Housing Action Plan to address Queensland's housing crisis

Published: 6th May 2022

An aerial view of a housing estate on the gold coast, visible are roads and a roundabout through the estate


Our members have come together to address the housing crisis and develop a Housing Action Plan, which calls on the State and Federal governments to agree to six key actions to address the emergency.

These actions are:

  1. Convening a National Housing Summit to prepare a new national housing strategy in partnership with all levels of government as well as industry and community groups.
  2. Quadrupling capital investment in social housing in Queensland by allocating a further $4.8 billion over four years to increase social housing supply in areas of need.
  3. Extending the First Home Owners’ Grant to include the purchase of existing housing stock which would allow first-time owners to renovate and refurbish older homes.
  4. Unlocking abandoned, unused and empty properties in Queensland to increase existing housing supply.
  5. Committing to Closing the Gap and reduce overcrowding in remote and discrete Aboriginal and Torres Strait Islander communities by allocating $100 million per year for five years to increase housing supply.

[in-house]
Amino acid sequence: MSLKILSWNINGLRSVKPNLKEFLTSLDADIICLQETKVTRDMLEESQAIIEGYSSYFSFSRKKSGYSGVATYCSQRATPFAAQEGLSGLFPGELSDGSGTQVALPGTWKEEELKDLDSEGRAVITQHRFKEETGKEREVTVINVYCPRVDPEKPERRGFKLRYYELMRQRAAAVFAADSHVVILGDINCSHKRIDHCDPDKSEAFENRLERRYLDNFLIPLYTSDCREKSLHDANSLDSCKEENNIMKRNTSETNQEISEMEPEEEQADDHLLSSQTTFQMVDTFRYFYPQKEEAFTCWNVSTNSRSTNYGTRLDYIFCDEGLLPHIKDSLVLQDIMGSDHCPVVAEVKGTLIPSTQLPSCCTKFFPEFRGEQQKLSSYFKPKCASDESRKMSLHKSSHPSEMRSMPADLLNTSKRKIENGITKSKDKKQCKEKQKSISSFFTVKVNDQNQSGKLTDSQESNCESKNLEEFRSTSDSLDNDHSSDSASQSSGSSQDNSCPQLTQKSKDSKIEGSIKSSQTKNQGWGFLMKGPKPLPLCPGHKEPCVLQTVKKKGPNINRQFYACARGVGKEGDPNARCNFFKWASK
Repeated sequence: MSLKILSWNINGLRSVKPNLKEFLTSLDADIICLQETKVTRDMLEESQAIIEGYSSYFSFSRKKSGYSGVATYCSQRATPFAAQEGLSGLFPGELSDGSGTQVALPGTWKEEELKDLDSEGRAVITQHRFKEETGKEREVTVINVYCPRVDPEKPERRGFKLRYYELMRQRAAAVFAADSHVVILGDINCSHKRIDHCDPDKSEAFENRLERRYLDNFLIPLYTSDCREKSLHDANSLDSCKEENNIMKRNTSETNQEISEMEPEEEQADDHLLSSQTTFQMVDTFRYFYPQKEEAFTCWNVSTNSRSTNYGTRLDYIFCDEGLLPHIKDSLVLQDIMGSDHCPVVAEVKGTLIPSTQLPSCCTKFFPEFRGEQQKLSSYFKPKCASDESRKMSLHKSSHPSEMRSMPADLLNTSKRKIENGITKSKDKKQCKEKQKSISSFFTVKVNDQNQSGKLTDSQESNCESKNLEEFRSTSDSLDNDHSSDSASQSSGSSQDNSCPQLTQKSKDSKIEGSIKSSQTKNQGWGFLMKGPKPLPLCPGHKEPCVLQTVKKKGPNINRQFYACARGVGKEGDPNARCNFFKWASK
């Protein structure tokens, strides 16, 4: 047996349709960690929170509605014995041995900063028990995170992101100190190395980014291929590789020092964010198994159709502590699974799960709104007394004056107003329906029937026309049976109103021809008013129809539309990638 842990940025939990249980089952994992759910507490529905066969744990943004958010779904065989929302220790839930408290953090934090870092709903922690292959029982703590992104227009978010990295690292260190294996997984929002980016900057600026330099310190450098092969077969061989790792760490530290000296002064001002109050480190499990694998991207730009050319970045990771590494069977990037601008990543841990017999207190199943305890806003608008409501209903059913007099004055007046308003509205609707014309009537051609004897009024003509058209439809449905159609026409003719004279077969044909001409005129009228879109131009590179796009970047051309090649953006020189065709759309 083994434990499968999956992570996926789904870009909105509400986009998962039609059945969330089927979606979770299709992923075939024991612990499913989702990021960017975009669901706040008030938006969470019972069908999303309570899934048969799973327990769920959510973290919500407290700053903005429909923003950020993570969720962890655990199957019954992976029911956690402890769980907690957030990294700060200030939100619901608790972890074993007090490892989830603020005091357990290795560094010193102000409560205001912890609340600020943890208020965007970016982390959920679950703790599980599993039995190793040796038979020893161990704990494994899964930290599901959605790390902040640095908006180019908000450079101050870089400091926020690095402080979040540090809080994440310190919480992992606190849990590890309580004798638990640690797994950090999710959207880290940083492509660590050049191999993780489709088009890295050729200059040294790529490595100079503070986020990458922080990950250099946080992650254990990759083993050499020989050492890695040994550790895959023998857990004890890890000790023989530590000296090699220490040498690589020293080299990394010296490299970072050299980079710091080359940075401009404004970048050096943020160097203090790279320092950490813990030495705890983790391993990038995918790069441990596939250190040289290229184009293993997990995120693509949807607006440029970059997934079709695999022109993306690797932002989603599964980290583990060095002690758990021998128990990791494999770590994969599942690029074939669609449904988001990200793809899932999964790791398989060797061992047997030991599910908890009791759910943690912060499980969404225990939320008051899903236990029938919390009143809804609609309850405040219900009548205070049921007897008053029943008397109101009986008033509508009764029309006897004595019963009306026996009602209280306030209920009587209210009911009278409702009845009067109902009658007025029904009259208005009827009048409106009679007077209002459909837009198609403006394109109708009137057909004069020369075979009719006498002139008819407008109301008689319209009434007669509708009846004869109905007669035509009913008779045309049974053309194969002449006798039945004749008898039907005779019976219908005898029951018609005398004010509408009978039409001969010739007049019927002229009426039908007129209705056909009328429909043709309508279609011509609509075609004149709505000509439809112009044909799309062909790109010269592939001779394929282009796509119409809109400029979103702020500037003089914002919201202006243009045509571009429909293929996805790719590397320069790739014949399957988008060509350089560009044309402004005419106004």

6. Investing $200 million over four years to assist councils to develop and implement innovative housing partnerships.

LGAQ President and Sunshine Coast Mayor, Mark Jamieson, described the Housing Action Plan as a crucial step in conquering the housing crisis.

“Although this crisis doesn’t have a quick fix, the Housing Action Plan is the much-needed first step,” Mayor Jamieson said.

“The dire housing shortage is a national emergency, with many towns and areas suffering throughout Australia.”

In addition to the initial six priorities, the Housing Action Plan will seek to foster ongoing discussions between all levels of government to find solutions and quickly respond to emerging housing crisis issues.

On the Sunshine Coast, Nicole, a single mum of three, was evicted from the home she’d occupied for five years, despite being a tenant for 18 years with an unblemished record, glowing references, and a full-time job.

After applying for 20 rental properties to no avail, Nicole and her two teenage daughters moved into a friend’s studio flat, while her eldest son, 19, had to move in with a friend.

For many, this story is a familiar one. The national housing crisis is having dire effects on the social and economic health of Queensland communities.

The housing crisis has deepened social problems across Queensland, including mental health issues and domestic and family violence.

Industry and commerce are stalling, as businesses in need of workers are struggling to attract them because no suitable housing is available.

Mayor Wayne Butcher from Lockhart River Aboriginal Shire Council has said overcrowding is stifling education and health in his community.

“Despite our efforts to improve the health and education of our community, many people are being crippled by overcrowding,” Mayor Butcher says.

“This is a human rights issue that must be urgently addressed with dedicated long-term funding from the Federal Government, otherwise the economic and social fabrics of our communities are seriously at risk.”